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The Lair of the White Worm

3. Diana's Grove
Curiosity took Adam Salton out of bed in the early morning, but when he had dressed and
gone downstairs; he found that, early as he was, Sir Nathaniel was ahead of him. The old
gentleman was quite prepared for a long walk, and they started at once.
Sir Nathaniel, without speaking, led the way to the east, down the hill. When they had
descended and risen again, they found themselves on the eastern brink of a steep hill. It
was of lesser height than that on which the Castle was situated; but it was so placed that it
commanded the various hills that crowned the ridge. All along the ridge the rock cropped
out, bare and bleak, but broken in rough natural castellation. The form of the ridge was a
segment of a circle, with the higher points inland to the west. In the centre rose the
Castle, on the highest point of all. Between the various rocky excrescences were groups
of trees of various sizes and heights, amongst some of which were what, in the early
morning light, looked like ruins. These--whatever they were--were of massive grey stone,
probably limestone rudely cut--if indeed they were not shaped naturally. The fall of the
ground was steep all along the ridge, so steep that here and there both trees and rocks and
buildings seemed to overhang the plain far below, through which ran many streams.
Sir Nathaniel stopped and looked around, as though to lose nothing of the effect. The sun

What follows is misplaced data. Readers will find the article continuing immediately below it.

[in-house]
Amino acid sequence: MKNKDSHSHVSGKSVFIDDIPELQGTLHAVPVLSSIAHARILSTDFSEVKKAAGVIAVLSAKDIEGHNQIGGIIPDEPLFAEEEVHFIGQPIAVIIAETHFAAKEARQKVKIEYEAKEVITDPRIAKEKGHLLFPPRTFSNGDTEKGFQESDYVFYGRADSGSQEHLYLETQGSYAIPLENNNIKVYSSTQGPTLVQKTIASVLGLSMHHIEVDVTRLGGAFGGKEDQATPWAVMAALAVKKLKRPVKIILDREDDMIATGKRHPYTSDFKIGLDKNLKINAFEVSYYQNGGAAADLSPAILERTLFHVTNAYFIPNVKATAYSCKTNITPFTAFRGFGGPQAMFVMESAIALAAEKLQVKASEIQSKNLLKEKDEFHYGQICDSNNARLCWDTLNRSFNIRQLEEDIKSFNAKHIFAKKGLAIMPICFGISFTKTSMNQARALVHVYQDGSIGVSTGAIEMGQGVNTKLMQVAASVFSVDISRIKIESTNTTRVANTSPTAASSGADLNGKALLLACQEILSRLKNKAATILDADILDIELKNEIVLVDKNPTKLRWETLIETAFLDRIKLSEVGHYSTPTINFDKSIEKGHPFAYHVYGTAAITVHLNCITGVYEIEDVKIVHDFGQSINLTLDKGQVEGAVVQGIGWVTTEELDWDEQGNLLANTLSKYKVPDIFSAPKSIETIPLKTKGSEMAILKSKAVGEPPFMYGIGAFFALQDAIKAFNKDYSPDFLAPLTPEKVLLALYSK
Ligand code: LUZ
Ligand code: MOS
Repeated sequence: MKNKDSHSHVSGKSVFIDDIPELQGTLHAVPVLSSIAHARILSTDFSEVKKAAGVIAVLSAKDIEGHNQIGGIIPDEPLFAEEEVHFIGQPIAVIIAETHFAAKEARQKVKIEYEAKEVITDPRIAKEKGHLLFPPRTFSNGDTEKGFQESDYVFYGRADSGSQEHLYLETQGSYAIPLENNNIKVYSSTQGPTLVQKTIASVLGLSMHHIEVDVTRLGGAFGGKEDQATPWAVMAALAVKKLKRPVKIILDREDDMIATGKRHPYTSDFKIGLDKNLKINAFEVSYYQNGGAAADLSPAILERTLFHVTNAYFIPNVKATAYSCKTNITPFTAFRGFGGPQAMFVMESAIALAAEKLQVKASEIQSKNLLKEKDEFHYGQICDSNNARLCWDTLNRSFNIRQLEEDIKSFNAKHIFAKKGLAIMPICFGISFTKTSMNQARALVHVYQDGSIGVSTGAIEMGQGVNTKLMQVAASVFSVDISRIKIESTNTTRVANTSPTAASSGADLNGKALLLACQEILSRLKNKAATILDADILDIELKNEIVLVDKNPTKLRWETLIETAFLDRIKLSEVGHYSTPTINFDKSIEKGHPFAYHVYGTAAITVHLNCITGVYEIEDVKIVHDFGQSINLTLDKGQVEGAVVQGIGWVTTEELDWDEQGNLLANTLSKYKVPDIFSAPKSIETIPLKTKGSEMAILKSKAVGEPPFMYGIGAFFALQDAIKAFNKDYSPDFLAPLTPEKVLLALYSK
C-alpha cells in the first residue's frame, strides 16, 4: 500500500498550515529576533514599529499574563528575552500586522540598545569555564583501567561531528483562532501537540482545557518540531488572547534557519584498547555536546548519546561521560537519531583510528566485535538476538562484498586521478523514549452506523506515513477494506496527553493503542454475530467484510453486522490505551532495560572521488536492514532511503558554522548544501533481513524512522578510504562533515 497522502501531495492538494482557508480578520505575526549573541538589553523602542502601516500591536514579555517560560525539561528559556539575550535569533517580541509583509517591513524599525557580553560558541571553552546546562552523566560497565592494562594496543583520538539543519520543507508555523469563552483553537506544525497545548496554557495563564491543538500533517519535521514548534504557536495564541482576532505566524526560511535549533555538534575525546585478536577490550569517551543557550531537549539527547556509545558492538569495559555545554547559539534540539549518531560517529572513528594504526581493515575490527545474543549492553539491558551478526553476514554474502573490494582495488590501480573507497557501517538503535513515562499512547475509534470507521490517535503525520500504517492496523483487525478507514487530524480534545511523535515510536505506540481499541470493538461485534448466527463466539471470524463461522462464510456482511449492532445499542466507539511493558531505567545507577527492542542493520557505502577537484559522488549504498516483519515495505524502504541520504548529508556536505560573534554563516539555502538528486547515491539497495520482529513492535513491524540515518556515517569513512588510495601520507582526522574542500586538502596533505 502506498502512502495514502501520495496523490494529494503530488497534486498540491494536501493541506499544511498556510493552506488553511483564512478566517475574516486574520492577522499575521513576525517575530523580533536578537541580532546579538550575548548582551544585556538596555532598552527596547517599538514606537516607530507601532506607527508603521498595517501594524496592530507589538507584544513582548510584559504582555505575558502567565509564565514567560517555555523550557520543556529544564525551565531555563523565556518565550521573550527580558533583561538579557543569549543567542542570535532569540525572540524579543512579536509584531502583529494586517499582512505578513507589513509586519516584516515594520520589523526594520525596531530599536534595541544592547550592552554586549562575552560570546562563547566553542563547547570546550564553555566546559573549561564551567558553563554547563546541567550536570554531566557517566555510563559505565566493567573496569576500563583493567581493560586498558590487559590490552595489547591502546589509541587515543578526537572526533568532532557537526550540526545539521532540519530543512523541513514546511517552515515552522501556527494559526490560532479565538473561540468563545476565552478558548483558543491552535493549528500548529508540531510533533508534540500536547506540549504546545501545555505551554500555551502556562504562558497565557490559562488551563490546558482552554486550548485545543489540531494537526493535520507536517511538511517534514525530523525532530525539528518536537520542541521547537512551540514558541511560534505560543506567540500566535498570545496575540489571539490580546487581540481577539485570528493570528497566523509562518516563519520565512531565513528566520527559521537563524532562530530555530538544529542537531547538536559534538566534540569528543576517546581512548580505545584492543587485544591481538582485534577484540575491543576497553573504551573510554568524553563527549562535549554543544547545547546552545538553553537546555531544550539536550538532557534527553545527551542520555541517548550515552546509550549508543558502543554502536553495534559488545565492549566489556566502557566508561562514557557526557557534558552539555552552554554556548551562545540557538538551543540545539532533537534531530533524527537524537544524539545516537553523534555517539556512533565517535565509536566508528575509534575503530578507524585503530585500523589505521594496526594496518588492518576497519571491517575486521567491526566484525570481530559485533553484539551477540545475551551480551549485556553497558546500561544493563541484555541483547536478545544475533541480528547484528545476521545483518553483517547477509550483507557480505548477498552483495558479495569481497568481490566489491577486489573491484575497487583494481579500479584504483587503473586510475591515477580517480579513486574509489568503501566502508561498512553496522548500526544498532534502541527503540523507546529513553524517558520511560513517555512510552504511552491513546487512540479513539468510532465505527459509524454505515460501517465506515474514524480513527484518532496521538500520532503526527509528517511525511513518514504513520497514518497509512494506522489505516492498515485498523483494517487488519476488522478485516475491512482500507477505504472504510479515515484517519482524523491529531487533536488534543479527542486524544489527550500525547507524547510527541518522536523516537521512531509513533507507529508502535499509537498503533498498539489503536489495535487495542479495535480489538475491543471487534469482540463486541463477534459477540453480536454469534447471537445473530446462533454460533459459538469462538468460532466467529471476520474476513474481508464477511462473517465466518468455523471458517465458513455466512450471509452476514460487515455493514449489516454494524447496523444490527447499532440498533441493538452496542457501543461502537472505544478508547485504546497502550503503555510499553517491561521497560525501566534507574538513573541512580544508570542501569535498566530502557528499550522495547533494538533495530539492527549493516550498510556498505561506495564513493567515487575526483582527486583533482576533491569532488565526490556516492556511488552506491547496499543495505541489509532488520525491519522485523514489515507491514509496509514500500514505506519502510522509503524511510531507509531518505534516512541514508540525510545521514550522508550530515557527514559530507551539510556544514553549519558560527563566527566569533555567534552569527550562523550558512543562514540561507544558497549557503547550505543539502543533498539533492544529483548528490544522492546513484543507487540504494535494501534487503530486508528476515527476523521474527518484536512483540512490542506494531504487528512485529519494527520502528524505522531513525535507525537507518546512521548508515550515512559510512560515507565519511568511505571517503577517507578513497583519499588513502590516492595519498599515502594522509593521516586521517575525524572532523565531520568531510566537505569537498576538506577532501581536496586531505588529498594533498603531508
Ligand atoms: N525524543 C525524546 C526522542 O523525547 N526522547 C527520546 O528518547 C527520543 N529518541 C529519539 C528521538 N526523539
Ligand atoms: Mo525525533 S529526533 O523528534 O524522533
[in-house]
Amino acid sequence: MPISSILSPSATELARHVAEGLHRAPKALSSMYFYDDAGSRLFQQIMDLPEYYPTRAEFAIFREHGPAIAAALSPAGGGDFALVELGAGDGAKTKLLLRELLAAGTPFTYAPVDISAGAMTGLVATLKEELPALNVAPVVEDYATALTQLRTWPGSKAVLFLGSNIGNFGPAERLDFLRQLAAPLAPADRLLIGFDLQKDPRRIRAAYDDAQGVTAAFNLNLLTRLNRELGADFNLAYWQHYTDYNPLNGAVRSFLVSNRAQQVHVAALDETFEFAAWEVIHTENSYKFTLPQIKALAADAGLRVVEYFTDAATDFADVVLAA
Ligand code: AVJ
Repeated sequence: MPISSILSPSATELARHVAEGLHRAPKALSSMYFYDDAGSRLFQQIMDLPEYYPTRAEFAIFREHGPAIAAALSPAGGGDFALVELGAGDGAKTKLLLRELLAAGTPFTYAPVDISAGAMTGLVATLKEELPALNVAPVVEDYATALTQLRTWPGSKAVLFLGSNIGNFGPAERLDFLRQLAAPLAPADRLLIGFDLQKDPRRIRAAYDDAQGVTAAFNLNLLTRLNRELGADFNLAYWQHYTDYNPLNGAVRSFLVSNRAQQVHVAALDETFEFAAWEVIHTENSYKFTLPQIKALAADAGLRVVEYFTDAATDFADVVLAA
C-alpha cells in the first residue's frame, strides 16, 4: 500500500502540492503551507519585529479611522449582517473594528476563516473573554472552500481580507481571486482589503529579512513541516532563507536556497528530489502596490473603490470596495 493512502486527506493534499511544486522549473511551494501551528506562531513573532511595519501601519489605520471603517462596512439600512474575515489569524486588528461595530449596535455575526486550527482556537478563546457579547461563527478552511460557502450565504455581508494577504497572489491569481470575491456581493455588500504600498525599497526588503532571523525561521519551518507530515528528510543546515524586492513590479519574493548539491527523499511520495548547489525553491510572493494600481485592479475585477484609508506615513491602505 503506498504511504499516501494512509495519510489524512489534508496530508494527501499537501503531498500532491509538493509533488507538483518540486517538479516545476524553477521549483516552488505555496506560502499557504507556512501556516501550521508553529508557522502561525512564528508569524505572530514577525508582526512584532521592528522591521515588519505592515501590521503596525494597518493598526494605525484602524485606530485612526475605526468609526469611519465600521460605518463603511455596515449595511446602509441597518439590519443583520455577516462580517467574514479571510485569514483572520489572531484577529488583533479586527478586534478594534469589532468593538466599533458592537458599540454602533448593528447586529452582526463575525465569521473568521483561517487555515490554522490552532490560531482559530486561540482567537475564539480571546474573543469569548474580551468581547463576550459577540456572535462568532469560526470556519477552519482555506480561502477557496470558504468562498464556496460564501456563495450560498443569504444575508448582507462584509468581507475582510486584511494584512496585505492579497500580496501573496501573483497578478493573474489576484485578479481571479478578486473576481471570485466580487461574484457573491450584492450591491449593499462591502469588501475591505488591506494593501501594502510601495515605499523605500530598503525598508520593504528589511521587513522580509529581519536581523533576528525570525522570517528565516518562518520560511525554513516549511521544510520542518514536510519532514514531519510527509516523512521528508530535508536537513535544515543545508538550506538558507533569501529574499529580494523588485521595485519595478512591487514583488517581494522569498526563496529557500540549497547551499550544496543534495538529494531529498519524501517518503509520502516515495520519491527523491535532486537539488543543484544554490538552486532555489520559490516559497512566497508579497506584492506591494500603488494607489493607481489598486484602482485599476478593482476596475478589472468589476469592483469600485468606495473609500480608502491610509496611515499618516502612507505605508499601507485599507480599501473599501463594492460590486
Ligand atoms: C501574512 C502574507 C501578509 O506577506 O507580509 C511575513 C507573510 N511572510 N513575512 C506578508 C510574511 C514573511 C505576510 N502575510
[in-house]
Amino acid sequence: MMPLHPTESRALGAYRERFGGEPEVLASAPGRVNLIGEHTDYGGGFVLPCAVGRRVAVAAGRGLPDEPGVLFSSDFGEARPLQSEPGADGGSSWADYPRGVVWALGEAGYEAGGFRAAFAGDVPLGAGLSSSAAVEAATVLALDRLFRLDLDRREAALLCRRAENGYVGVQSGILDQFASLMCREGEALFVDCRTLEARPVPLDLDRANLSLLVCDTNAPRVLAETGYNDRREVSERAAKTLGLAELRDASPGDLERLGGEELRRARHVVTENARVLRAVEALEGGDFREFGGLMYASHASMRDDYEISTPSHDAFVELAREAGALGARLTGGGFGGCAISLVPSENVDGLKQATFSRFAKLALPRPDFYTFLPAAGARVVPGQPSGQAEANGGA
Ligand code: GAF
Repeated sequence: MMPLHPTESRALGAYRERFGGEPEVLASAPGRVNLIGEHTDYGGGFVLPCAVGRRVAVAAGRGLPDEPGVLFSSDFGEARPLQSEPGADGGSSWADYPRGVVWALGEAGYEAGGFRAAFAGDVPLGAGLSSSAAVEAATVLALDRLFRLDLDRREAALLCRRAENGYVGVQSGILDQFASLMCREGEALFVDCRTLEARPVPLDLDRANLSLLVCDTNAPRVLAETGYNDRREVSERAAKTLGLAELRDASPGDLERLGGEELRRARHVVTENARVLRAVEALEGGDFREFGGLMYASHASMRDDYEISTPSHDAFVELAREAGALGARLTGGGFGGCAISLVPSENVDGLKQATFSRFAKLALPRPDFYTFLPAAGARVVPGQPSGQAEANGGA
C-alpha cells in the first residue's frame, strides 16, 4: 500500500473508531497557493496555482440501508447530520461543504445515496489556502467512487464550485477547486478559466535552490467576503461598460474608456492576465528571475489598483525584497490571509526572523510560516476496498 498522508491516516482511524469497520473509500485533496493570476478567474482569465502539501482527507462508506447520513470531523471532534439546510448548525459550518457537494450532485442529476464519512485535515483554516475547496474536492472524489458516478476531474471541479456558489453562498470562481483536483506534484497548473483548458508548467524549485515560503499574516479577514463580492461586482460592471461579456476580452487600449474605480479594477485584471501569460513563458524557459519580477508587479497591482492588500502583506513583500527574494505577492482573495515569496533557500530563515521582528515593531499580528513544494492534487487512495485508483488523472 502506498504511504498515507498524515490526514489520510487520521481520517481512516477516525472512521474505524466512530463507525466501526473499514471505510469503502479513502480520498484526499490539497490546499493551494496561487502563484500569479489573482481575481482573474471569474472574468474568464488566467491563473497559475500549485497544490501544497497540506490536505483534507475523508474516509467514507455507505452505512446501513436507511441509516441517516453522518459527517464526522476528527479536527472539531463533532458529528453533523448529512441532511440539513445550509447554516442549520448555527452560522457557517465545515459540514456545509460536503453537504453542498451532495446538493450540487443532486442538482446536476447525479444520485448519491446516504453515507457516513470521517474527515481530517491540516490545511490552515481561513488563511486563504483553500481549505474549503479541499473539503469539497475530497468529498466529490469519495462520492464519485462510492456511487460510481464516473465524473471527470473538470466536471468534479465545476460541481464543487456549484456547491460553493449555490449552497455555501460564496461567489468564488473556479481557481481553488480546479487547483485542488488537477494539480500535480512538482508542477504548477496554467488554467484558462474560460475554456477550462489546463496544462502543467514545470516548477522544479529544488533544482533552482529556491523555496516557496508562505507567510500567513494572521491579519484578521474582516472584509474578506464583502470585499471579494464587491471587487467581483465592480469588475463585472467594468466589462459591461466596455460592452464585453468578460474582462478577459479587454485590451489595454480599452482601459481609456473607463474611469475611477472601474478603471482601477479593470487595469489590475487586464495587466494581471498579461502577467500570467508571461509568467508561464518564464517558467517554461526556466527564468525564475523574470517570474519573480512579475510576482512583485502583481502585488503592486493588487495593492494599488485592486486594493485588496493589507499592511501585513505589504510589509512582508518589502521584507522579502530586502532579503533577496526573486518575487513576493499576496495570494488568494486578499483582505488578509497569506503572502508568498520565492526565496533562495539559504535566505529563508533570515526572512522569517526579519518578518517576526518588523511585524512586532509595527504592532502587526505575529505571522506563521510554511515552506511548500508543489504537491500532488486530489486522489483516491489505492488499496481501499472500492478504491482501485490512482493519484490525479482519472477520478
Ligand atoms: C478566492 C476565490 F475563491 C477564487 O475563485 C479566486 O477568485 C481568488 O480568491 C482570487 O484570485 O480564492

had climbed the eastern sky and was making all details clear. He pointed with a sweeping
gesture, as though calling Adam's attention to the extent of the view. Having done so, he
covered the ground more slowly, as though inviting attention to detail. Adam was a
willing and attentive pupil, and followed his motions exactly, missing--or trying to miss--
nothing.
"I have brought you here, Adam, because it seems to me that this is the spot on which to
begin our investigations. You have now in front of you almost the whole of the ancient
kingdom of Mercia. In fact, we see the whole of it except that furthest part, which is
covered by the Welsh Marches and those parts which are hidden from where we stand by
the high ground of the immediate west. We can see--theoretically--the whole of the
eastern bound of the kingdom, which ran south from the Humber to the Wash. I want you
to bear in mind the trend of the ground, for some time, sooner or later, we shall do well to
have it in our mind's eye when we are considering the ancient traditions and superstitions,
and are trying to find the RATIONALE of them. Each legend, each superstition which we
receive, will help in the understanding and possible elucidation of the others. And as all
such have a local basis, we can come closer to the truth--or the probability--by knowing
the local conditions as we go along. It will help us to bring to our aid such geological
truth as we may have between us. For instance, the building materials used in various
ages can afford their own lessons to understanding eyes. The very heights and shapes and
materials of these hills-- nay, even of the wide plain that lies between us and the sea--
have in themselves the materials of enlightening books."
"For instance, sir?" said Adam, venturing a question.
 
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